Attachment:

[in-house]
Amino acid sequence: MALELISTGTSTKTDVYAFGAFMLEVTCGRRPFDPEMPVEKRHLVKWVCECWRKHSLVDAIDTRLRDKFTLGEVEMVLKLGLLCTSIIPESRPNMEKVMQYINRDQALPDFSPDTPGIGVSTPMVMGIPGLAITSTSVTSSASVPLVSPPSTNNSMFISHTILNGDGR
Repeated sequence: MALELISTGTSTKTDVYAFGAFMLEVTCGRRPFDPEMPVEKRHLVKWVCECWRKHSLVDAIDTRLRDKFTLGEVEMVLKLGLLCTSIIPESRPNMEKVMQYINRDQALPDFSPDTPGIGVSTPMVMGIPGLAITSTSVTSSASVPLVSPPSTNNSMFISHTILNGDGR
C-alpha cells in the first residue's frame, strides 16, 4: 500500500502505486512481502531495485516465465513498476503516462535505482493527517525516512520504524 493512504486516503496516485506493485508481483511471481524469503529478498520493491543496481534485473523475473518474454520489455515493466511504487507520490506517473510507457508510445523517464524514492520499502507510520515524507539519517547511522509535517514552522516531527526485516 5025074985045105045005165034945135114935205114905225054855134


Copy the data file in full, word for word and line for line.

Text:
[in-house]
Amino acid sequence: MALELISTGTSTKTDVYAFGAFMLEVTCGRRPFDPEMPVEKRHLVKWVCECWRKHSLVDAIDTRLRDKFTLGEVEMVLKLGLLCTSIIPESRPNMEKVMQYINRDQALPDFSPDTPGIGVSTPMVMGIPGLAITSTSVTSSASVPLVSPPSTNNSMFISHTILNGDGR
Repeated sequence: MALELISTGTSTKTDVYAFGAFMLEVTCGRRPFDPEMPVEKRHLVKWVCECWRKHSLVDAIDTRLRDKFTLGEVEMVLKLGLLCTSIIPESRPNMEKVMQYINRDQALPDFSPDTPGIGVSTPMVMGIPGLAITSTSVTSSASVPLVSPPSTNNSMFISHTILNGDGR
C-alpha cells in the first residue's frame, strides 16, 4: 500500500502505486512481502531495485516465465513498476503516462535505482493527517525516512520504524 493512504486516503496516485506493485508481483511471481524469503529478498520493491543496481534485473523475473518474454520489455515493466511504487507520490506517473510507457508510445523517464524514492520499502507510520515524507539519517547511522509535517514552522516531527526485516 5025074985045105045005165034945135114935205114905225054855134